Taurine

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Taurine
Names
Preferred IUPAC name
2-Aminoethane-1-sulfonic acid
Other names
2-Aminoethanesulfonic acid
Tauric acid
Identifiers
3D model (JSmol)
ChEBI
ChEMBL
ChemSpider
DrugBank
ECHA InfoCard 100.003.168
PubChem {{{value}}}
UNII
SMILES {{{value}}}
Properties
C2H7NO3S
Molar mass 125.14 g/mol
Density 1.734 g/cm3 (at −173.15 °C)
Melting point 305.11 °C (581.20 °F; 578.26 K)
Acidity (pKa) <0, 9.06
Except where otherwise noted, data are given for materials in their standard state (at 25 °C [77 °F], 100 kPa).
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Infobox references

Taurine is an organic compound. It is up to 0.1% of total human body weight, and is a main constituent of bile. Taurine is essential for the heart, the skeletal muscles, the retina, and the nerves. The body makes it from the amino acid cysteine.

Taurine comes from the Latin /taurus/ which means bull or ox. It was first extracted it from ox bile in 1827.[1]

Food[change | change source]

Taurine is in fish and meat.[2][3][4] The daily intake is around 58 mg (range from 9 to 400 mg). It is low or negligible from a strict vegan diet. Taurine intake is generally less than 200 mg/day.[5]

Energy drinks[change | change source]

Synthetic taurine is used to make some "energy drinks". Many contain 1000 mg per serving,[6] and some as much as 2000 mg.[7]

References[change | change source]

  1. F. Tiedemann, L. Gmelin; Gmelin (1827). "Einige neue Bestandtheile der Galle des Ochsen". Annalen der Physik 85 (2): 326–37. doi:10.1002/andp.18270850214.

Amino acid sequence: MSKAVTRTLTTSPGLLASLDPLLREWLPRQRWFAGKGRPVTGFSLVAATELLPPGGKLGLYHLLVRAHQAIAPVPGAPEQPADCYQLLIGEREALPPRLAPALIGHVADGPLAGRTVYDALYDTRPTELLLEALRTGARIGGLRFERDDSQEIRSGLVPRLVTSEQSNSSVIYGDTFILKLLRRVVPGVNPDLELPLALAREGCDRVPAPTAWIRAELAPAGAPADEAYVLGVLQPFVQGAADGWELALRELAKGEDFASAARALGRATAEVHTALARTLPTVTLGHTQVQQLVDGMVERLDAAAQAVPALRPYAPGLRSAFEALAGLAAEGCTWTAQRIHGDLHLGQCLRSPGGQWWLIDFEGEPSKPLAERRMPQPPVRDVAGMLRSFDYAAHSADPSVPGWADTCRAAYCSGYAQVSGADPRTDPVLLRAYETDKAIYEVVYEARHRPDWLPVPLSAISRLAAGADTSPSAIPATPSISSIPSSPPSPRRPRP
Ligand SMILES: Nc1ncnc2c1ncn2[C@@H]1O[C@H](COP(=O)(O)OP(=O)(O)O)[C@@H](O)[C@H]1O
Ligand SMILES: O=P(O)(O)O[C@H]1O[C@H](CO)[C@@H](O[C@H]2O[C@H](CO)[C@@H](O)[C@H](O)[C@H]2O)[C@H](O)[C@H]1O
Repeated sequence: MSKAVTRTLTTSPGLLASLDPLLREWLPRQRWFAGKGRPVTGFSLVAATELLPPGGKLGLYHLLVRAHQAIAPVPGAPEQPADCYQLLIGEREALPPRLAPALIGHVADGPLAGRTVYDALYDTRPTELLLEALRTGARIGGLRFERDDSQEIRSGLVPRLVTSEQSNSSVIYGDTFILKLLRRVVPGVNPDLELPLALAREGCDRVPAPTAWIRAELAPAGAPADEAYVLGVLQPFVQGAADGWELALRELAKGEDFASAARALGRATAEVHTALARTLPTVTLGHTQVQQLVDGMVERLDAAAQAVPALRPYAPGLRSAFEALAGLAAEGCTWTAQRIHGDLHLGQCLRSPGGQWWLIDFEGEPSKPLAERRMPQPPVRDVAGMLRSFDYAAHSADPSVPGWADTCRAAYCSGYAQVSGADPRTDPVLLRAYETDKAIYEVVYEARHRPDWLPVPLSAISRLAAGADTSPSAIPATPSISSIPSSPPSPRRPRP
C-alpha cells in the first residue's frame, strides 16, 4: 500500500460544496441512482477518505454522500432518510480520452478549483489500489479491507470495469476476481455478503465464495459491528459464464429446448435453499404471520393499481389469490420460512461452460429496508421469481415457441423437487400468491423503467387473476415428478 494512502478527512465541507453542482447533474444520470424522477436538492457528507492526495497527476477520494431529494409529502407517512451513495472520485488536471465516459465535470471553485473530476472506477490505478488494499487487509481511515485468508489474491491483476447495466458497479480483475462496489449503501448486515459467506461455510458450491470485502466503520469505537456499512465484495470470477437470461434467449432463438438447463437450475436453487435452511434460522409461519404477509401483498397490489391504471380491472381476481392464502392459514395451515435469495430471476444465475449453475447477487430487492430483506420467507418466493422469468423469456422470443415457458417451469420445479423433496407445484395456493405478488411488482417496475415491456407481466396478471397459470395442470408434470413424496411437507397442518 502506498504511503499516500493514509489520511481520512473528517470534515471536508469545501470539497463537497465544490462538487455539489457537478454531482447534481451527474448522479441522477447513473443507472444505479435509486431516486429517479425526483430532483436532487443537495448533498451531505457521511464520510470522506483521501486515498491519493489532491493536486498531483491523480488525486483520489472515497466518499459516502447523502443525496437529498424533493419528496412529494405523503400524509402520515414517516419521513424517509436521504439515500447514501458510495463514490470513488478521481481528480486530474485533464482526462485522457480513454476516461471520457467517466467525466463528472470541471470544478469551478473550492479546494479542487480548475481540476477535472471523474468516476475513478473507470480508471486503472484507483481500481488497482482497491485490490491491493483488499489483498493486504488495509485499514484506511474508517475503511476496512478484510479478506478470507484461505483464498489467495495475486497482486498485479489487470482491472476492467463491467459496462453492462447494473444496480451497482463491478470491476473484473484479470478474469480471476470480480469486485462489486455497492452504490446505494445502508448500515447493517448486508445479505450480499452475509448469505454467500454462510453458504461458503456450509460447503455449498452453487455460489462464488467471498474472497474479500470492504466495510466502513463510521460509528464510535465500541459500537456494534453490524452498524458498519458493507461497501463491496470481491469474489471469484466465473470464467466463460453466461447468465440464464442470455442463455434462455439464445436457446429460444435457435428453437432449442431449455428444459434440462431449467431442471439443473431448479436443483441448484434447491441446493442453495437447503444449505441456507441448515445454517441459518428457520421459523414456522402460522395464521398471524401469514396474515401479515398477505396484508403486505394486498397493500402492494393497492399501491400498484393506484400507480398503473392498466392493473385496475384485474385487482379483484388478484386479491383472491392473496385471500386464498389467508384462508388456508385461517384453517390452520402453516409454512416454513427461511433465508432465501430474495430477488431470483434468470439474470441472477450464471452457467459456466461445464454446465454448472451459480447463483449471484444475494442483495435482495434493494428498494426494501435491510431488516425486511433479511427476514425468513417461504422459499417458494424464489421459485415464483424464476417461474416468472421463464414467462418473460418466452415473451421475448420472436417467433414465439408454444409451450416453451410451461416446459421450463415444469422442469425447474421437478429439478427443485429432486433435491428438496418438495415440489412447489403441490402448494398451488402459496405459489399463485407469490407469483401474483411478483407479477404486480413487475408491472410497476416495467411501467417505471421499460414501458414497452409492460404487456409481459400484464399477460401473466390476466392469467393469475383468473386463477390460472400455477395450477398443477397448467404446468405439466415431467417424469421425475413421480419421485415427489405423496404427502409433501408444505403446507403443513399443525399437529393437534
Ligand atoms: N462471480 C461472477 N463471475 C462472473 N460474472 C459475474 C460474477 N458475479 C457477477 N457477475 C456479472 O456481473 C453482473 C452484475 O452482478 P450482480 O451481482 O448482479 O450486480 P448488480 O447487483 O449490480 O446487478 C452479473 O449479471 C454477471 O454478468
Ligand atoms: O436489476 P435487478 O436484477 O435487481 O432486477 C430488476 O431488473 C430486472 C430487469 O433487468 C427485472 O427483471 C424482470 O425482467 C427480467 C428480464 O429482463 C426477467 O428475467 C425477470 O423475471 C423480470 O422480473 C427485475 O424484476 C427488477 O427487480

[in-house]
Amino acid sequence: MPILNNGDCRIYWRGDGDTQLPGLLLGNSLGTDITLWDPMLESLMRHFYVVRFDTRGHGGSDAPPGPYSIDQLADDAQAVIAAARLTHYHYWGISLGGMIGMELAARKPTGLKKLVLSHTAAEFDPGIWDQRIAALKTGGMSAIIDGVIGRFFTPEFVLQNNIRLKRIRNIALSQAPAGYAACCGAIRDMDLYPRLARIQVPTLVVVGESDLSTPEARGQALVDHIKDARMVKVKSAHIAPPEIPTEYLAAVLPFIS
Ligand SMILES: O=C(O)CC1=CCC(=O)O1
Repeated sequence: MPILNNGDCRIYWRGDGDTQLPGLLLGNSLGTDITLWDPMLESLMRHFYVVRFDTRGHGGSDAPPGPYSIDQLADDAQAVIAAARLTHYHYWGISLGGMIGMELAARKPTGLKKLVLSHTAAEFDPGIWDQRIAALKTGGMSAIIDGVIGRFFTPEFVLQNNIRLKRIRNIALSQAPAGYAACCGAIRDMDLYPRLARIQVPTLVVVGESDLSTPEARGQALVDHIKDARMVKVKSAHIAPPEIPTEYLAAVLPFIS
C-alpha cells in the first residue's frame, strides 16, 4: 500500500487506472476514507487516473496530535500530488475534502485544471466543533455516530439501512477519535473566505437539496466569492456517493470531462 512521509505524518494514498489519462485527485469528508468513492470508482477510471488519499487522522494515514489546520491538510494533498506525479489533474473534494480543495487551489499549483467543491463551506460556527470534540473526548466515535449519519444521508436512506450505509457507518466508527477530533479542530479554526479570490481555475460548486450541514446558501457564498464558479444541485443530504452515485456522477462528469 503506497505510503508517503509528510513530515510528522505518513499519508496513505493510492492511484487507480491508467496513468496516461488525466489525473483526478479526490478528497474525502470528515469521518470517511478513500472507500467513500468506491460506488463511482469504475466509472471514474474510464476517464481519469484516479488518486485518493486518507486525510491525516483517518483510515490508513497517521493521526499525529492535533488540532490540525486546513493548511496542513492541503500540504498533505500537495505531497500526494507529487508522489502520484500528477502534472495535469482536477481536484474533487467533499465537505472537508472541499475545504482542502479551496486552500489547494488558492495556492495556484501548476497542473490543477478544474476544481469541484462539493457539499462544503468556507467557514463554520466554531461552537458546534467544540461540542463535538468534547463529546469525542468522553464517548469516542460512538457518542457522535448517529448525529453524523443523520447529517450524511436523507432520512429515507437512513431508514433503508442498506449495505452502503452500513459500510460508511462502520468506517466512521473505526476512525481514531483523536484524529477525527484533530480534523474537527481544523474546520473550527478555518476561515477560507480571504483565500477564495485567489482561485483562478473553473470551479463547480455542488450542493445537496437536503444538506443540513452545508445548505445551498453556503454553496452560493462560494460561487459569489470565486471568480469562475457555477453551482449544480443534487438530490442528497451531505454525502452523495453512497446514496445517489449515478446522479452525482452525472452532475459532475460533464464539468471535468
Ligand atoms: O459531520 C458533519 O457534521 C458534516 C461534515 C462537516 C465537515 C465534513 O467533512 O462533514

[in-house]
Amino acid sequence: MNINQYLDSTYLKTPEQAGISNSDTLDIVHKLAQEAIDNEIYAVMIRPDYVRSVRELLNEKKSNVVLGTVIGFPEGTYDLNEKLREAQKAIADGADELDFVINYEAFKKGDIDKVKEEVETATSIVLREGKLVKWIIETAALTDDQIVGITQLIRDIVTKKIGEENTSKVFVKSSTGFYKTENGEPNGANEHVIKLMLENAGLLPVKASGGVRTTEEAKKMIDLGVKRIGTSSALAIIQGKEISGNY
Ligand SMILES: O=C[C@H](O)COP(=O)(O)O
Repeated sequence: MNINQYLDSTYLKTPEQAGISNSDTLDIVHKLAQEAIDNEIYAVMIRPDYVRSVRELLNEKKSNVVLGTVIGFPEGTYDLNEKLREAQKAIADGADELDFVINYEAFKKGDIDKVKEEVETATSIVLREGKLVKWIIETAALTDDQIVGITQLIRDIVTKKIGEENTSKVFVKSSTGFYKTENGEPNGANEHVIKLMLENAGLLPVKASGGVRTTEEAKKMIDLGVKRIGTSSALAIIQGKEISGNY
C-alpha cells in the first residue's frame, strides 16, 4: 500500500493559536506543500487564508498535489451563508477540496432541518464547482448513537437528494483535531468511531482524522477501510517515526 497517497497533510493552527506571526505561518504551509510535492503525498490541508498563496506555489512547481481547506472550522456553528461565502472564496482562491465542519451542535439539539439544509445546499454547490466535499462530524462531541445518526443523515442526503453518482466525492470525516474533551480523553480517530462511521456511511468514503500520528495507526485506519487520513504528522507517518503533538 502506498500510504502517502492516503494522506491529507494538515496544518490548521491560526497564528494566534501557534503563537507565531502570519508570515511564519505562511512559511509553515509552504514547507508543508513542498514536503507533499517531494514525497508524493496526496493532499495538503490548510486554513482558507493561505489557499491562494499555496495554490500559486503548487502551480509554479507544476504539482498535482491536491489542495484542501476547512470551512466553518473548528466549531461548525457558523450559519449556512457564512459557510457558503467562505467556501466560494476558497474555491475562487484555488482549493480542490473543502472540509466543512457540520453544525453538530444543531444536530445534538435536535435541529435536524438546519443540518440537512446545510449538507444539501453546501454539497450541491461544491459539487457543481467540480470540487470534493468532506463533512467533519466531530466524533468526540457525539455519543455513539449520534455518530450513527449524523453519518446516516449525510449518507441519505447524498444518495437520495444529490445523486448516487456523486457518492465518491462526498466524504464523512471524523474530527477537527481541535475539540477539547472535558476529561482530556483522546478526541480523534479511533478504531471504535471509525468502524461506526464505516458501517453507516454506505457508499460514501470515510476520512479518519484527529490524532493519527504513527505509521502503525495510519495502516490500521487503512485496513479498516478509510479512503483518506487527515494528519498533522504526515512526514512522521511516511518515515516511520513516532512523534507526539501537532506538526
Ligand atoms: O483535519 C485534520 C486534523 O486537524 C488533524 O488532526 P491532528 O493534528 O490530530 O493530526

2. Bouckenooghe T, Remacle C, Reusens B (2006). "Is taurine a functional nutrient?". Current Opinion in Clinical Nutrition and Metabolic Care 9 (6): 728–33. doi:10.1097/01.mco.0000247469.26414.55. PMID 17053427. 
  3. Brosnan J, Brosnan M (2006). "The sulfur-containing amino acids: an overview". J Nutr 136 (6 Suppl): 1636S–40S. PMID 16702333. 
  4. Huxtable RJ (1992). "Physiological actions of taurine". Physiol Rev 72 (1): 101–163. PMID 1731369. 
  5. "Opinion on Caffeine, Taurine and D-Glucurono — g -Lactone as constituents of so-called "energy" drinks". Directorate-General Health and Consumers, European Commission, European Union. 1999-01-21.
  6. rockstar69.com Original Rockstar Ingredients
  7. Chang, PL (2008-05-03). "Nos Energy Drink – Review". energyfanatics.com. Retrieved 2010-05-21.

Other websites[change | change source]